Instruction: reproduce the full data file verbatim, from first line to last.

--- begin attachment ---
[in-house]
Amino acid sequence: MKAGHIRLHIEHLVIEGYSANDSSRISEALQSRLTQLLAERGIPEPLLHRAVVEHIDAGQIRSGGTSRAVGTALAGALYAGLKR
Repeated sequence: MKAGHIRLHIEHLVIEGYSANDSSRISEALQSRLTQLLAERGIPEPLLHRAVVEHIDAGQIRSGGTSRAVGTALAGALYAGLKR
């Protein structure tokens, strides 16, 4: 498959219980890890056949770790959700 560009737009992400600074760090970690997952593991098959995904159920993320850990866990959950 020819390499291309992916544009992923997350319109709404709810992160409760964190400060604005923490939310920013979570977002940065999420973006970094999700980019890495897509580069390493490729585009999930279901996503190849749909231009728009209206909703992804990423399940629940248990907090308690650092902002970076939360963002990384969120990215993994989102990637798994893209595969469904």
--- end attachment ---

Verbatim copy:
[in-house]
Amino acid sequence: MKAGHIRLHIEHLVIEGYSANDSSRISEALQSRLTQLLAERGIPEPLLHRAVVEHIDAGQIRSGGTSRAVGTALAGALYAGLKR
Repeated sequence: MKAGHIRLHIEHLVIEGYSANDSSRISEALQSRLTQLLAERGIPEPLLHRAVVEHIDAGQIRSGGTSRAVGTALAGALYAGLKR
């Protein structure tokens, strides 16, 4: 498959219980890890056949770790959700 560009737009992400600074760090970690997952593991098959995904159920993320850990866990959950 020819390499291309992916544009992923997350319109709404709810992160409760964190400060604005923490939310920013979570977002940065999420973006970094999700980019890495897509580069390493490729585009999930279901996503190849749909231009728009209206909703992804990423399940629940248990907090308690650092902002970076939360963002990384969120990215993994989102990637798994893209595969469904």